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Subsidies for the Poor Go Up

By News Briefing Central Asia
The Tajik government has vowed to continue offering gas and electricity subsidies to low-income families, but NBCentralAsia observers say it will not make much difference if energy supplies continue to be erratic.

President Imomali Rahmon announced at a cabinet meeting on March 31 that the state will cover around half of all electricity and gas bills for low-income families.

Gurez Bakoev, acting head of the budget policy department at the ministry of finance, told NBCentralAsia that 26 million somoni, or 7.5 million US dollars, will be allocated from the government budget to fund the initiative.

Last year, around 410,000 families received electricity subsidies and 160,000 more got help with their gas bills, at a total cost of around seven million dollars.

According to Davron Boboev, head of the social protection department in the ministry of labour and social welfare, “energy” subsidies have been available in Tajikistan since 2004. People who earn less than 20 somoni, or seven dollars, a month are classed as low-income, and any benefit will have a substantial impact on their lives.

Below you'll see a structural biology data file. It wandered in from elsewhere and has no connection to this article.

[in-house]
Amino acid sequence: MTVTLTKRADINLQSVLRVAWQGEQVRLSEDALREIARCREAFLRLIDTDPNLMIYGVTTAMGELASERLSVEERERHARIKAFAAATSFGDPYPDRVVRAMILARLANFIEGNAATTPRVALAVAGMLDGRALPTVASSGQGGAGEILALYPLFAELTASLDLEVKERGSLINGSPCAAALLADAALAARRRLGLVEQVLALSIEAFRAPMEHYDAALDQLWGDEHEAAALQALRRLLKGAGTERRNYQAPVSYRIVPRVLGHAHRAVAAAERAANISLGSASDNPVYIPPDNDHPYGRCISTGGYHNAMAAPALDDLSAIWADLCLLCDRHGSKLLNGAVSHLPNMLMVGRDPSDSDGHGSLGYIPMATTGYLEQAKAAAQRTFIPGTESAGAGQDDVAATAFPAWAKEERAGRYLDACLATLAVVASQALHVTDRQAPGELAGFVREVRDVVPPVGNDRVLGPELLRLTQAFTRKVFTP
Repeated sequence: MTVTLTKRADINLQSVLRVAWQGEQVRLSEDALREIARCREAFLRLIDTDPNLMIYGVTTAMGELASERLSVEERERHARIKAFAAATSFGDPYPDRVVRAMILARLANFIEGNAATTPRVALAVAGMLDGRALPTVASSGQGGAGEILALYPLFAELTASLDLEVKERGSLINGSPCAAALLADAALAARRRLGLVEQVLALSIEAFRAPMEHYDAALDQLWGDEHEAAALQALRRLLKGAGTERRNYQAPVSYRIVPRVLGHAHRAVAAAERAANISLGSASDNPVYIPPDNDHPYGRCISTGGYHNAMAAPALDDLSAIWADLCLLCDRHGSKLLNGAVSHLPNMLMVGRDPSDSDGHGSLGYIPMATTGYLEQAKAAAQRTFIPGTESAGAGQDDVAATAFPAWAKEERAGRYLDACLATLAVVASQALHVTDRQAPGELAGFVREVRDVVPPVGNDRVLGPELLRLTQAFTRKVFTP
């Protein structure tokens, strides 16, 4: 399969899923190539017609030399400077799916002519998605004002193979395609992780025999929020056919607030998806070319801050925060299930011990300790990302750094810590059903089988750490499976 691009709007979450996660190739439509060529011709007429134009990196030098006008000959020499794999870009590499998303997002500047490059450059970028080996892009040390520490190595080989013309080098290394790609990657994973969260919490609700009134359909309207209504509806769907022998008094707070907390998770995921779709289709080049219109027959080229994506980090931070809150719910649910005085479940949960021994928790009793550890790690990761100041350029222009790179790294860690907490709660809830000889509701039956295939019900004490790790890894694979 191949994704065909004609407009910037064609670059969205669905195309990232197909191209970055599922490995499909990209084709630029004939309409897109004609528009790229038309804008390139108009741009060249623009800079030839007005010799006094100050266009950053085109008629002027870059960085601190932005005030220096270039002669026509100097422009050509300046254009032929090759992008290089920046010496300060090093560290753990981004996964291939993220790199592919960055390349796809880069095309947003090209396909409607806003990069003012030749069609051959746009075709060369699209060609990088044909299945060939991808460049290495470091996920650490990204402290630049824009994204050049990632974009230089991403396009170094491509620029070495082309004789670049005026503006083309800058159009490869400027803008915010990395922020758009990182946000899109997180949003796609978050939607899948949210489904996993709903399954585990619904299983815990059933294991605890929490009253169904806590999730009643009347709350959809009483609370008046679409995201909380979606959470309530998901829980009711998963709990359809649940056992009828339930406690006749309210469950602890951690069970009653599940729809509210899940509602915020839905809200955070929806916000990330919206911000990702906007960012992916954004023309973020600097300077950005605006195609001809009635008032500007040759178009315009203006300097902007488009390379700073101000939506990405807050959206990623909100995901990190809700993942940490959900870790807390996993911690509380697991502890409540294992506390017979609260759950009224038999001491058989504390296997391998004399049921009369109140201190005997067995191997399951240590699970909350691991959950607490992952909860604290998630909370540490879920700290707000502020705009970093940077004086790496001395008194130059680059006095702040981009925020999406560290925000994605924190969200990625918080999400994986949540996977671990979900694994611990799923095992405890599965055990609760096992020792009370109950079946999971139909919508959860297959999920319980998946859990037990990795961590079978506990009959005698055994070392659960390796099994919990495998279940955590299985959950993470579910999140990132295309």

“Although it is not a lot, every little helps,” said Boboev.

Economist Hojimuhammad Umarov says the value of these benefits is decreasing as the energy crisis continues, with frequent cuts in the gas and electricity supplies.

“People should first be provided with electricity and gas, and after that [the government] can say it cares about low-income families by covering their costs,” said Umarov.

Tajikistan suffers severe energy shortages every winter. In the winter that has just passed, electricity was only available for two hours a day in many areas, and some regions have gone without gas since the end of February.

Political scientist Parviz Mullojanov suggests the amount of money allocated to energy subsidies is not enough and does not keep pace with inflation.

“Compared with most countries in the Commonwealth of Independent States, the Tajik government’s contribution to the social sector remains at a very low level. Most benefit payments fall well short of inflation rates and don’t answer the real needs of Tajikistan’s poorest people,” Mullojanov explained.

He argues that state subsidies will remain inadequate until a middle class emerges that earns consistently well and pays the taxes the government needs to help low-income families.

“The problem is that there is virtually no middle class, and they are the major taxpayers in most developed countries,” he said.

(News Briefing Central Asia draws comment and analysis from a broad range of political observers across the region.)